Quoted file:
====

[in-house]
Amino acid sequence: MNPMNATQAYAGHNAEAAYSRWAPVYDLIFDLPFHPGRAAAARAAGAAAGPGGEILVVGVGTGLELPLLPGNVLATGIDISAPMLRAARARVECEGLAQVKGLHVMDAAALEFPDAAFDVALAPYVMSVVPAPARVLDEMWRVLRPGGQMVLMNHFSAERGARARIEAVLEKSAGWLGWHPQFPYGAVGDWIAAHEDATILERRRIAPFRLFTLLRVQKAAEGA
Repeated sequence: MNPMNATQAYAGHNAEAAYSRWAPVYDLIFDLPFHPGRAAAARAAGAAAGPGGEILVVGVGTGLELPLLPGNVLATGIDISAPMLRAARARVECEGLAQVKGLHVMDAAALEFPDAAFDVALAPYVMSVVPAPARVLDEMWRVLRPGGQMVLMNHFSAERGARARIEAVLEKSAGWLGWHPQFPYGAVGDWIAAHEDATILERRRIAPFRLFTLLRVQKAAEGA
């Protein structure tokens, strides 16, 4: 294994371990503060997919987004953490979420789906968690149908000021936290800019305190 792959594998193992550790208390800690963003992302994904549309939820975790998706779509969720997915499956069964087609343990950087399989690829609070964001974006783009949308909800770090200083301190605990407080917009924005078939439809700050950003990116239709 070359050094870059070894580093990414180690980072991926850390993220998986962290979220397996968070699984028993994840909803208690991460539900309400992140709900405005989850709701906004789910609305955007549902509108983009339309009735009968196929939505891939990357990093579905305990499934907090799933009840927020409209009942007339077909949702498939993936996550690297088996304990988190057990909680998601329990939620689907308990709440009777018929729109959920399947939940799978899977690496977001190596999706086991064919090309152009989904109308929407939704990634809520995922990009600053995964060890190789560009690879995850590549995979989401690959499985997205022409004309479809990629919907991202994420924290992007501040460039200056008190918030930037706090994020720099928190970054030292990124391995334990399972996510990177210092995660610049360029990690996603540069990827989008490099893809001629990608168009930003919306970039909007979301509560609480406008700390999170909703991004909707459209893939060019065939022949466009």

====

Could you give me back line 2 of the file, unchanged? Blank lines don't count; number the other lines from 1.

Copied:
Amino acid sequence: MNPMNATQAYAGHNAEAAYSRWAPVYDLIFDLPFHPGRAAAARAAGAAAGPGGEILVVGVGTGLELPLLPGNVLATGIDISAPMLRAARARVECEGLAQVKGLHVMDAAALEFPDAAFDVALAPYVMSVVPAPARVLDEMWRVLRPGGQMVLMNHFSAERGARARIEAVLEKSAGWLGWHPQFPYGAVGDWIAAHEDATILERRRIAPFRLFTLLRVQKAAEGA